Resources

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3 – Nearly building a Fun Palace in West Bromwich

‘But what is it for?’ was a question often asked by funders.

There has been at least one serious attempt to give physical reality to Joan Littlewood’s vision: The Public, in Sandwell. This huge, multi-disciplinary and interactive community arts centre was imagined by Jubilee Arts, who had been working in this part of the post-industrial West Midlands since 1974. The new building was conceived as an affirmation of community art as a cultural field that deserved equal respect with any other. It was to be a cornerstone for regeneration in West Bromwich town centre and a place for local people to develop and share their creativity. Like Joan Littlewood, Jubilee set out to say that this place and these people deserve the same as anyone else: the best.

Designed by Will Alsop, The Public opened in 2008, but by then problems had already forced changes of design, vision and operation. It struggled to gain the wholehearted backing of Arts Council England, which provided only project funding after 2009. But The Public did win strong local support – in a town with no other arts facilities, the centre attracted tens of thousands to exhibitions, theatre and comedy shows, tea dances, workshops and events. In 2013 Sandwell Council withdrew its funding and closure became inevitable; but, during its last 12 months, The Public had welcomed more than 450,000 visitors.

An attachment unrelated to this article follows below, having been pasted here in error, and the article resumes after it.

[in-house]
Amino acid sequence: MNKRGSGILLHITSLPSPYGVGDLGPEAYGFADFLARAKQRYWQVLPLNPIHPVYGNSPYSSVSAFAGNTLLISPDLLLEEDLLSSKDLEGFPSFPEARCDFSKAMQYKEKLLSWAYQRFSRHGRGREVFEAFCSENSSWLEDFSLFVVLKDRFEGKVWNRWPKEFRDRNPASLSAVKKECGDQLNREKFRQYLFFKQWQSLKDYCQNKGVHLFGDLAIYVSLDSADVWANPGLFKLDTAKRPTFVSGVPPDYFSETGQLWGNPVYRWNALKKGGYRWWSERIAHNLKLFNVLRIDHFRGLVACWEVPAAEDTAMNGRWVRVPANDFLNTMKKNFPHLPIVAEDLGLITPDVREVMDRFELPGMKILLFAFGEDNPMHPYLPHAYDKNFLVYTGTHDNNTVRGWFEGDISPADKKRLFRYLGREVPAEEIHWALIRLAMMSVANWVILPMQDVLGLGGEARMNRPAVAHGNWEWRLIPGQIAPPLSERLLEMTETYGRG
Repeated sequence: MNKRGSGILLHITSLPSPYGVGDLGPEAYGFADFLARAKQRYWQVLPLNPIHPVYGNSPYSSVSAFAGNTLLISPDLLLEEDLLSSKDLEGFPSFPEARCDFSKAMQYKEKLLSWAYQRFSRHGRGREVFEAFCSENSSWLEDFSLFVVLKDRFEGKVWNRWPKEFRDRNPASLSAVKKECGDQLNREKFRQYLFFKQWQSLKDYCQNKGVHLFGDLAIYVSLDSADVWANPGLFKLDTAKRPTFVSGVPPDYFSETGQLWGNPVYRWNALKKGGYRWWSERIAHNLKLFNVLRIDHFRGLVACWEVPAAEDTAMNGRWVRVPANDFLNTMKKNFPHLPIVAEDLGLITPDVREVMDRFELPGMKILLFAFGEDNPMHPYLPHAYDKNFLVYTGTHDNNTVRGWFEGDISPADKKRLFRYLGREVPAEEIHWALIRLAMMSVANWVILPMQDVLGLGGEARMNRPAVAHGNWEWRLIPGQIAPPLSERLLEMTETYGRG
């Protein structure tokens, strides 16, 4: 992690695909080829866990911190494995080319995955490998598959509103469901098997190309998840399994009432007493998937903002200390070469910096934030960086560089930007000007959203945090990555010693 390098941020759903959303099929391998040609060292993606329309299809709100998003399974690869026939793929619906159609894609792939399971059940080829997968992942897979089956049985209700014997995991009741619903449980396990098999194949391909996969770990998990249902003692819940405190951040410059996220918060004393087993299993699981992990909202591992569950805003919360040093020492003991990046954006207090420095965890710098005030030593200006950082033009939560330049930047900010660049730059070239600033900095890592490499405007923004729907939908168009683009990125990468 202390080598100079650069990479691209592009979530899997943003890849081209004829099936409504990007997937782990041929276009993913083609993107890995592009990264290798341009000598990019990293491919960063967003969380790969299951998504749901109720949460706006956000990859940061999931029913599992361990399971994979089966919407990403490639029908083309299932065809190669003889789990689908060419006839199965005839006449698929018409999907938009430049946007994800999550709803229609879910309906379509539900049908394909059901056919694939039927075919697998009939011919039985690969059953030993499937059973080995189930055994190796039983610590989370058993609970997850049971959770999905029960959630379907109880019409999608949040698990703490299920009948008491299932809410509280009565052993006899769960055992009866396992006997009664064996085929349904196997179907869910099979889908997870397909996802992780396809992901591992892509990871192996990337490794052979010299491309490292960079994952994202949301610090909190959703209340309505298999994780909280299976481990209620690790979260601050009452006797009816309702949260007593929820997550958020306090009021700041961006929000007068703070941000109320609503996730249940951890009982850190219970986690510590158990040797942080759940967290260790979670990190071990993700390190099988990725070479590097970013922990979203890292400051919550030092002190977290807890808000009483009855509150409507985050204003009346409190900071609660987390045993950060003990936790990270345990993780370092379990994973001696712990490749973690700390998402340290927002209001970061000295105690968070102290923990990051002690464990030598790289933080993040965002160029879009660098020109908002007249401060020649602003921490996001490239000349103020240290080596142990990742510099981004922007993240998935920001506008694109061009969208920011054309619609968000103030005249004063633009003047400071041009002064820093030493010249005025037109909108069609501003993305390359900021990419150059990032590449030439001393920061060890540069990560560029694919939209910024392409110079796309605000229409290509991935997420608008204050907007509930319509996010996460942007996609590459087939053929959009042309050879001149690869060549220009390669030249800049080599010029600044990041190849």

For many people – especially those who never visited it – The Public is just a symbol of how National Lottery funding can be wasted on useless cultural projects. It’s true that many mistakes were made during the project’s conception, construction and operation. Hubris, inexperience, fear and politics all played their part and the consequences should not be minimised. Many people were hurt by the project’s ultimate failure.